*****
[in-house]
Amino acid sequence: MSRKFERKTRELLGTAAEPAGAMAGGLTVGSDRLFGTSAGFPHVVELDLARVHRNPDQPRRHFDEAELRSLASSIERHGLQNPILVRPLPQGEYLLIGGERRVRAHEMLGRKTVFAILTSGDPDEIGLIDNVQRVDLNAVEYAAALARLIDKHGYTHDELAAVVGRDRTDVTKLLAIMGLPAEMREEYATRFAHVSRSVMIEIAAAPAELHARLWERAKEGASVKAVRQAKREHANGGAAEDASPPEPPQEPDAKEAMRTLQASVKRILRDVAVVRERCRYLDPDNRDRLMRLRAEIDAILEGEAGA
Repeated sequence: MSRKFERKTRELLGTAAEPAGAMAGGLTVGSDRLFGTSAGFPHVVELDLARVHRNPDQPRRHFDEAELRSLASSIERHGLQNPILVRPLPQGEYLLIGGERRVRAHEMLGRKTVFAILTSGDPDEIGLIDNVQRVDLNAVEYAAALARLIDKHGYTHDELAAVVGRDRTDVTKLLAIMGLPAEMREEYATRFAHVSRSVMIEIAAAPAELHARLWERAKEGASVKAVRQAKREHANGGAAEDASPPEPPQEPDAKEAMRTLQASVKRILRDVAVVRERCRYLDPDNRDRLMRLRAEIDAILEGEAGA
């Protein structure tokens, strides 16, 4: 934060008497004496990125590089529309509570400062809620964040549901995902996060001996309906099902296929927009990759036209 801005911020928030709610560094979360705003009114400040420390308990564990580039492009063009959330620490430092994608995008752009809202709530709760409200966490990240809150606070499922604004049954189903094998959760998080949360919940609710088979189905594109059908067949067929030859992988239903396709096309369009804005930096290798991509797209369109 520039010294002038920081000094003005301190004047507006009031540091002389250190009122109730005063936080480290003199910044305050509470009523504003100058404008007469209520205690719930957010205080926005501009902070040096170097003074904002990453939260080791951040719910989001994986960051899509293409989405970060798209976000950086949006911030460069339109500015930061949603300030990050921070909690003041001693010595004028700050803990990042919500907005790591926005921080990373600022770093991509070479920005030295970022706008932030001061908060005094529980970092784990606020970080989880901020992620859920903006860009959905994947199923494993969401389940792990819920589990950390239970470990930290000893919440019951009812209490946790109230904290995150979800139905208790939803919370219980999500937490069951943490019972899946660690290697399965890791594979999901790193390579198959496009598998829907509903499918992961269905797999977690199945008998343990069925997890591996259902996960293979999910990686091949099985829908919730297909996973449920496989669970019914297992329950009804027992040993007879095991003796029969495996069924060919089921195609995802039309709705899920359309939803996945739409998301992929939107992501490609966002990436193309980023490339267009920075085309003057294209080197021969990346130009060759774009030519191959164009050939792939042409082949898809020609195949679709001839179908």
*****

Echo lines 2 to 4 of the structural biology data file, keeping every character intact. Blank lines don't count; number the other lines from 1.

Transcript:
Amino acid sequence: MSRKFERKTRELLGTAAEPAGAMAGGLTVGSDRLFGTSAGFPHVVELDLARVHRNPDQPRRHFDEAELRSLASSIERHGLQNPILVRPLPQGEYLLIGGERRVRAHEMLGRKTVFAILTSGDPDEIGLIDNVQRVDLNAVEYAAALARLIDKHGYTHDELAAVVGRDRTDVTKLLAIMGLPAEMREEYATRFAHVSRSVMIEIAAAPAELHARLWERAKEGASVKAVRQAKREHANGGAAEDASPPEPPQEPDAKEAMRTLQASVKRILRDVAVVRERCRYLDPDNRDRLMRLRAEIDAILEGEAGA
Repeated sequence: MSRKFERKTRELLGTAAEPAGAMAGGLTVGSDRLFGTSAGFPHVVELDLARVHRNPDQPRRHFDEAELRSLASSIERHGLQNPILVRPLPQGEYLLIGGERRVRAHEMLGRKTVFAILTSGDPDEIGLIDNVQRVDLNAVEYAAALARLIDKHGYTHDELAAVVGRDRTDVTKLLAIMGLPAEMREEYATRFAHVSRSVMIEIAAAPAELHARLWERAKEGASVKAVRQAKREHANGGAAEDASPPEPPQEPDAKEAMRTLQASVKRILRDVAVVRERCRYLDPDNRDRLMRLRAEIDAILEGEAGA
């Protein structure tokens, strides 16, 4: 934060008497004496990125590089529309509570400062809620964040549901995902996060001996309906099902296929927009990759036209 801005911020928030709610560094979360705003009114400040420390308990564990580039492009063009959330620490430092994608995008752009809202709530709760409200966490990240809150606070499922604004049954189903094998959760998080949360919940609710088979189905594109059908067949067929030859992988239903396709096309369009804005930096290798991509797209369109 520039010294002038920081000094003005301190004047507006009031540091002389250190009122109730005063936080480290003199910044305050509470009523504003100058404008007469209520205690719930957010205080926005501009902070040096170097003074904002990453939260080791951040719910989001994986960051899509293409989405970060798209976000950086949006911030460069339109500015930061949603300030990050921070909690003041001693010595004028700050803990990042919500907005790591926005921080990373600022770093991509070479920005030295970022706008932030001061908060005094529980970092784990606020970080989880901020992620859920903006860009959905994947199923494993969401389940792990819920589990950390239970470990930290000893919440019951009812209490946790109230904290995150979800139905208790939803919370219980999500937490069951943490019972899946660690290697399965890791594979999901790193390579198959496009598998829907509903499918992961269905797999977690199945008998343990069925997890591996259902996960293979999910990686091949099985829908919730297909996973449920496989669970019914297992329950009804027992040993007879095991003796029969495996069924060919089921195609995802039309709705899920359309939803996945739409998301992929939107992501490609966002990436193309980023490339267009920075085309003057294209080197021969990346130009060759774009030519191959164009050939792939042409082949898809020609195949679709001839179908």